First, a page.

Discussions on whether and how Asheville should regulate short-term lodging in residential neighborhoods will return to City Council on Tuesday, April 25.
We all have to breathe to live, and the good news is that here in Western North Carolina, the quality of the air we all share is much better than it was just a few years ago. Across North Carolina, government employees are monitoring air quality and the associated health risks to make sure they stay within specified legal parameters. Meanwhile, citizen volunteers are also collecting data and working to make more information available to the public.
The Buncombe County Board of Commissioners approved an economic incentive package and struggled with a rezoning request that highlighted zoning’s gray areas.
The Buncombe County Board of Commissioners may be in for a long night when it confronts a full agenda at its Tuesday, April 18, meeting. Commissioners will hear presentations for two grant requests totaling $6.2 million, and consider approval of an economic development incentive package worth $881,960. Commissioners will also hold public hearings on two […]
Asheville and Buncombe County have worked for several years on plans to reduce the area’s solid waste stream, but implementing “pay as you throw” and municipal composting programs remain in the realm of good ideas rather than reality or even future plans. But the city says it hasn’t given up on initiatives to divert more waste away from the landfill.
Despite confusing and contradictory results from a poll designed to measure voter preferences on how Ashevillians elect their representatives to City Council, Council decided on April 11 to take steps toward placing a referendum on instituting district elections on November’s ballots.
Asheville City Council will consider the results of a poll that show 54 percent of city voters support keeping elections for the Council as they are now — and the same percentage would vote yes to change them if asked by a referendum. Council meets at 5 p.m. on Tuesday, April 11 at 5 p.m. At 3 p.m., Council will hold its final work session dedicated to the 2017-18 fiscal year budget.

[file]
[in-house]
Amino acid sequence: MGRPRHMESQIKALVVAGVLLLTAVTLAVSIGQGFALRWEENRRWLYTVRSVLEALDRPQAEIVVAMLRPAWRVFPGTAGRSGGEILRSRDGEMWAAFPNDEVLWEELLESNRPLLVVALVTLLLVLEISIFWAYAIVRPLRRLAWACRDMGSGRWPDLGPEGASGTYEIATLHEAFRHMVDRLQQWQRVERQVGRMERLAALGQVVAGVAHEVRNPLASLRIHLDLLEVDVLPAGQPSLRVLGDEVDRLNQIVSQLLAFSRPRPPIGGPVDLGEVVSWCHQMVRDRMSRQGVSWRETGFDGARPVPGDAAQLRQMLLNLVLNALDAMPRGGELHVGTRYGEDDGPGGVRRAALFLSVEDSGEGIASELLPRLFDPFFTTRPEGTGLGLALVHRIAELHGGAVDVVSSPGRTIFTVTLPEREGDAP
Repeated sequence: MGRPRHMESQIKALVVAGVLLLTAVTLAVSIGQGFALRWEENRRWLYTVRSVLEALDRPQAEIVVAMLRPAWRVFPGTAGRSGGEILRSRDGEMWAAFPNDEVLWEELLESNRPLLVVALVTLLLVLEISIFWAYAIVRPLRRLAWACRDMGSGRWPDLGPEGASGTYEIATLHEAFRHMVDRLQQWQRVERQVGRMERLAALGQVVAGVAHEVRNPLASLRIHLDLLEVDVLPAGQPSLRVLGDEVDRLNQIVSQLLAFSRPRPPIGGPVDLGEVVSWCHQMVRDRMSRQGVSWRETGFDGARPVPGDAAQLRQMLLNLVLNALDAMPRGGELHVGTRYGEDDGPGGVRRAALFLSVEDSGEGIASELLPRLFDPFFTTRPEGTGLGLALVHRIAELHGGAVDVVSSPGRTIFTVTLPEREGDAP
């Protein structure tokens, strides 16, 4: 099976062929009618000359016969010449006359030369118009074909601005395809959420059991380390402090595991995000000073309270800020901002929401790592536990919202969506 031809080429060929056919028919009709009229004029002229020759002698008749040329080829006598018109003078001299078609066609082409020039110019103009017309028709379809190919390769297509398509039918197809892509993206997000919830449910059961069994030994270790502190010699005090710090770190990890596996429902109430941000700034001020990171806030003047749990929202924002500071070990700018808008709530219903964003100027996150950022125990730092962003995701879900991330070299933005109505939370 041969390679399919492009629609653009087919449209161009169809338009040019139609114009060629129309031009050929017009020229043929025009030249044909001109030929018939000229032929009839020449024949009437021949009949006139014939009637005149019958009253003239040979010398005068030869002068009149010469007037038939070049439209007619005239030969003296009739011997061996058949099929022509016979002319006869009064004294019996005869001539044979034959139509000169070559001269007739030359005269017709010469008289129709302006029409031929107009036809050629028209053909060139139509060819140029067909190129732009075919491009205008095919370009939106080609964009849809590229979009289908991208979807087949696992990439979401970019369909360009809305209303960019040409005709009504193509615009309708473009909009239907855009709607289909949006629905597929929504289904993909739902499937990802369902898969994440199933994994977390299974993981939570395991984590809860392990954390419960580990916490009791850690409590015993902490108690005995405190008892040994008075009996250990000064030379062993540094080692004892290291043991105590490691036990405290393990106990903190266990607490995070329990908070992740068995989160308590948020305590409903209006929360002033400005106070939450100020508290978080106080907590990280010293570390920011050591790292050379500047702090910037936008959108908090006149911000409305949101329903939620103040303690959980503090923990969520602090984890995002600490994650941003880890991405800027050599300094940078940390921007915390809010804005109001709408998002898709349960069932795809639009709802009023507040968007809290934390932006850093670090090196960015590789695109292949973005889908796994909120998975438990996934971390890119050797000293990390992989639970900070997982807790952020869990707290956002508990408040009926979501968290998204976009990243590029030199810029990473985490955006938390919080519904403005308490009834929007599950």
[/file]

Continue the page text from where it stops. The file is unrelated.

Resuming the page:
Asheville’s Planning & Zoning Commission approved a 74-room hotel on Sweeten Creek Road, an increase in the number of units included in the proposed redevelopment of Lee Walker Heights, changes to the cottage development ordinance and upgrades to a county waste transfer station on Hominy Creek Road. The commission met on April 5.
The Buncombe County Board of Commissioners voted to expand access to preschool while holding off on pledged support to anti-opioid efforts during its meeting on Tuesday, April 4.
The Buncombe County Board of Commissioners will vote on a measure that would increase preschool opportunities during its meeting Tuesday, April 4. Commissioners are also poised to approve funding for three community paramedics in response to the rising use of opioids.
In honor of this year’s Sunshine Week Xpress looked at publicly subsidized travel by elected officials and employees of Buncombe County and the city of Asheville.
Plans for expanding the Jewish Community Center in its long-time location at 236 Charlotte St. got the nod from Asheville City Council on March 28.
While reviewing recent results and planning for the coming year at its annual strategic planning retreat, the Buncombe County Tourism Development Authority also grappled with its biggest challenge — convincing locals that the tourism industry is a positive force in the region.
Asheville City Council voted unanimously to accept the recommendations presented by a volunteer citizen panel as the basis for soliciting design services on on Tuesday, March 28. But the community vision presented by the Haywood Street Advisory Team leaves a lot of room for interpretation — and possibly for future controversy about the long-debated best uses for the site.
Nonprofit organizations made their best pitch to City Council’s Housing and Community Development Committee for a share of federal and city funds for the 2017-18 fiscal year at a day-long meeting on Friday, March 24. Some left happy, while others expressed dissatisfaction with a process they said favored established city partners who had received funding in prior years.
Signs of spring: the city considers its budget for the upcoming fiscal year, and citizens amass their forces to resume the fight over the fate of city-owned land on Haywood Street and Page Avenue. Asheville City Council will meet on Tuesday, March 28 to consider these and other matters. The budget meeting will take place at 3 p.m. in Council Chambers, with the formal meeting commencing at 5 p.m.